This predictable knockabout stuff aside, the substance of the motion was human rather than political. The contention was that WBC has not conducted itself as well as it might have done in the CIL matter, nor with Readibus, nor it would appear with the Parkway Bridge fines. I’m not sure what the purpose of councillors is if they can’t raise these concerns.

Integrity

I’ve had dealings with most of WBC’s councillors. I have absolutely no evidence to suggest that any of them lack integrity as individuals or are anything but good or excellent advocates for their residents. Some have been so despite offending the views of their political leaders, which seems to represent an even higher level of commitment. Jeff Brooks was keen to stress, in an effectively tub-thumping closing address, that “you all have integrity. Now’s the time to show it.”

What happens next

It’s easy to forget in all these “political” debates that the lives of real people are affected. Whether it’s a £60 parking fine or a £60,000 CIL payment, if these were wrongly levied it would be immoral not to refund them. Apology isn’t a sign of weakness, but of strength. Look at what’s happening in Downing Street. An earlier admission of error would have wrong-sided everyone. It’s not too late with these issues. Any administration which can apologise would get my support. God knows, it’s rare enough.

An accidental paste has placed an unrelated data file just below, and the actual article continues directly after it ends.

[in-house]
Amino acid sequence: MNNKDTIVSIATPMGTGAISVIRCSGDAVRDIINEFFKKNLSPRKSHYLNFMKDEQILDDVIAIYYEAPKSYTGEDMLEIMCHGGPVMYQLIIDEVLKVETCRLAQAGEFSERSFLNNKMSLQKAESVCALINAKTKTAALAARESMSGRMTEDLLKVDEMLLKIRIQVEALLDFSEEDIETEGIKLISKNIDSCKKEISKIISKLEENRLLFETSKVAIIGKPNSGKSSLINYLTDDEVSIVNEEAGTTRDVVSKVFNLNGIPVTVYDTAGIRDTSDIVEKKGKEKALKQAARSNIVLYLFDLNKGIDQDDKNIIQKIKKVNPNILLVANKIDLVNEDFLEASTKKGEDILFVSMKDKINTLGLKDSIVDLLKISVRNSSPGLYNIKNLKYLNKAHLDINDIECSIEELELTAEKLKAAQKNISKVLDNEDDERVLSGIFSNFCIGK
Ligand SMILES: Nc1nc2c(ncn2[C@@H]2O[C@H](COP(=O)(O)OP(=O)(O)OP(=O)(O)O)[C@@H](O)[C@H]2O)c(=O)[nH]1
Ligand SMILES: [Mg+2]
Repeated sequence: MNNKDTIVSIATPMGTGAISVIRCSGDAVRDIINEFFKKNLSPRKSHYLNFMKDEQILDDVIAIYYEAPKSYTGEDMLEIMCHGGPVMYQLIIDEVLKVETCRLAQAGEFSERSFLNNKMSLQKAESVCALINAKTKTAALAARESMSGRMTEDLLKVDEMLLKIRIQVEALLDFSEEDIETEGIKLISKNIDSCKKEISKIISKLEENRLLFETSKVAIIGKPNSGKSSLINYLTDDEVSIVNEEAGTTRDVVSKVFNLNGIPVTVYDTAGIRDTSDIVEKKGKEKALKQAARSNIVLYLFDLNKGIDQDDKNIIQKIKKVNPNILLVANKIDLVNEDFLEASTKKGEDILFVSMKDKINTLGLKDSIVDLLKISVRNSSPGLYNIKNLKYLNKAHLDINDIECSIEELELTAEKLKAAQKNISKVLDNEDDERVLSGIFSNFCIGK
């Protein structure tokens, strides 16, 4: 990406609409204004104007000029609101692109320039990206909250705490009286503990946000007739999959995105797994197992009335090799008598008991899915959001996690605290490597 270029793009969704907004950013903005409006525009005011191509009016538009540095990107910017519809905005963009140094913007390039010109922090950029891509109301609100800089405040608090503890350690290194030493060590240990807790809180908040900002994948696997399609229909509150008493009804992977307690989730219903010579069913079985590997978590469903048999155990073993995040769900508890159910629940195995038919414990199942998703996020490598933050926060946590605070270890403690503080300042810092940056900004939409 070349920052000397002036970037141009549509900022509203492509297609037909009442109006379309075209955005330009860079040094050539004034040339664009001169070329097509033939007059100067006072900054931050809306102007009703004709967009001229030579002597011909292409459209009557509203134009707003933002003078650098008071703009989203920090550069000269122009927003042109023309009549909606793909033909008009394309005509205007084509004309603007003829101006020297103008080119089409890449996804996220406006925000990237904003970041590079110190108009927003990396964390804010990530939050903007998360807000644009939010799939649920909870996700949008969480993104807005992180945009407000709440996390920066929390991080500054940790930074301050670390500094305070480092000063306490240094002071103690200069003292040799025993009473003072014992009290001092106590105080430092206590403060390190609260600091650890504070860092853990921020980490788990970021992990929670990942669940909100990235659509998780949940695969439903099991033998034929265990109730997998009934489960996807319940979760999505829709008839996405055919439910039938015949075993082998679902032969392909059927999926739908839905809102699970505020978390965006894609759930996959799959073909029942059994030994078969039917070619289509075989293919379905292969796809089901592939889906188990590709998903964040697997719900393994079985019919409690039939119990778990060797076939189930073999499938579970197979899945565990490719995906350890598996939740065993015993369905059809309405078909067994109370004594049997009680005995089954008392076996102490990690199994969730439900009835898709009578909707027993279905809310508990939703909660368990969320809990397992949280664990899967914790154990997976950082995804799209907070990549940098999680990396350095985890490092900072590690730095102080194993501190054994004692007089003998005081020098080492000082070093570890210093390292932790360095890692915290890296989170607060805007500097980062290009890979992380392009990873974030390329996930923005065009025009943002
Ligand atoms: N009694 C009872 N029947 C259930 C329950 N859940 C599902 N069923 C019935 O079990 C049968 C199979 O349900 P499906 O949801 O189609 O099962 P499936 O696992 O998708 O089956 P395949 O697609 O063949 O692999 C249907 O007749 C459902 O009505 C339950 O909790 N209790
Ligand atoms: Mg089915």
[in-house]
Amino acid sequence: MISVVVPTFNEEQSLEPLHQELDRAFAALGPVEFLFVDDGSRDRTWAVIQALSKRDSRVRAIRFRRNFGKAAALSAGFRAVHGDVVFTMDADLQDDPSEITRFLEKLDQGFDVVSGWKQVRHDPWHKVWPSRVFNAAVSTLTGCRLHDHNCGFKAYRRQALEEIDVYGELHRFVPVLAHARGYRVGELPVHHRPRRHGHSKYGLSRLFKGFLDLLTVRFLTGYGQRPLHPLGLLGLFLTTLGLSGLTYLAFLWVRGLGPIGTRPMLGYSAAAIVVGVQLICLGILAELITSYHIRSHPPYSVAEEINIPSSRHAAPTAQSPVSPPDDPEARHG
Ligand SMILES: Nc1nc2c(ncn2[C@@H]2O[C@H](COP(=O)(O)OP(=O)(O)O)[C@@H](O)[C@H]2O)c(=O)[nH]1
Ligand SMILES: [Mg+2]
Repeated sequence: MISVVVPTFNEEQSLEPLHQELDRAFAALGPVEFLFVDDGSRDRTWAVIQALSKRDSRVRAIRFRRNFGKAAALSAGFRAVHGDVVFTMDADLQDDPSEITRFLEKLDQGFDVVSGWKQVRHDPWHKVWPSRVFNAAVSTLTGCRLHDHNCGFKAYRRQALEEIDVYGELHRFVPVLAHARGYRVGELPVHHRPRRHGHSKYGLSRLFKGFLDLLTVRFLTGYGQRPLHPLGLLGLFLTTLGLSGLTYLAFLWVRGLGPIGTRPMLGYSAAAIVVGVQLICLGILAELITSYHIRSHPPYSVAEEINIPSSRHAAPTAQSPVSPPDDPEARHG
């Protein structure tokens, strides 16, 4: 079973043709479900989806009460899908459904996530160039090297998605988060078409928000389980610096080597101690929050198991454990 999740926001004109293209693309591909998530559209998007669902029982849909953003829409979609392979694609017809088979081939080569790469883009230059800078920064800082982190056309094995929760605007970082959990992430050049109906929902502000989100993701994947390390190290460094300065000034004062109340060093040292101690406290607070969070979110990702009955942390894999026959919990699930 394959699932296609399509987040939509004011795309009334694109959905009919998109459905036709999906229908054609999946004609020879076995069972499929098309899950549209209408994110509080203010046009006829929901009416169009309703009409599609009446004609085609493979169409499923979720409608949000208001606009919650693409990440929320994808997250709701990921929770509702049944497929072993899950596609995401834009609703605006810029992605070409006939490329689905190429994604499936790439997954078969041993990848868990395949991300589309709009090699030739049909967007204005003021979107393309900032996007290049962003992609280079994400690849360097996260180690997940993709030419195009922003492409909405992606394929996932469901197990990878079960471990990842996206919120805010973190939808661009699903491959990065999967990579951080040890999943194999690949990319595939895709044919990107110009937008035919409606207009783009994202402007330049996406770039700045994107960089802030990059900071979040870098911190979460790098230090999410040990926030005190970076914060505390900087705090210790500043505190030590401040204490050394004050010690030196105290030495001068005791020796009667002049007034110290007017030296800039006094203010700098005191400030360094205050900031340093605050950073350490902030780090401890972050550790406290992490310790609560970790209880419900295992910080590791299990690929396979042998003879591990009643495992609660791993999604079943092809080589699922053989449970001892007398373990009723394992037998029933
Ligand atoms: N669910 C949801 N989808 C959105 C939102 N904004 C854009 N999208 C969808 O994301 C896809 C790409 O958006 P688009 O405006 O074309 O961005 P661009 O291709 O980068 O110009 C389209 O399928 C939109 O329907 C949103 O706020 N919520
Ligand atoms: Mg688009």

There are a lot of things WBC has done excellently in the last few years. In particular, and to take the main thing on our minds, I feel its response to the pandemic has been first-rate. I’d commend Lynne Doherty, portfolio holder Graham Bridgman, his predecessor Howard Woollaston and senior officer Matt Pearce and all his staff. The district seems to have acted rapidly in response to the (often tardy and confusing) government policy and also in formulating its own responses. Local communities, where they needed help, were supported by WBC and Volunteer Centre West Berkshire. A community hub for information was established and regular communications were established. All this praise I lay in the lap of of Lynne Doherty and her administration. I do not, however, think that praise is due on the points I’ve mentioned above. As Jeff Brooks concluded, “sort it out.”

The role of councillors

This leads on to another separate but related matter – what our elected representatives can expect that officers of the council provide in answers to questions, on what grounds such requests can be made or refused and what right of appeal exists. This was recently exposed by a series of attempts by Hungerford and Kintbury Councillor Claire Rowles to obtain information relating to CIL payments. The issues this raises are as important as the ones discussed above and will be covered in a separate post next week.

Brian Quinn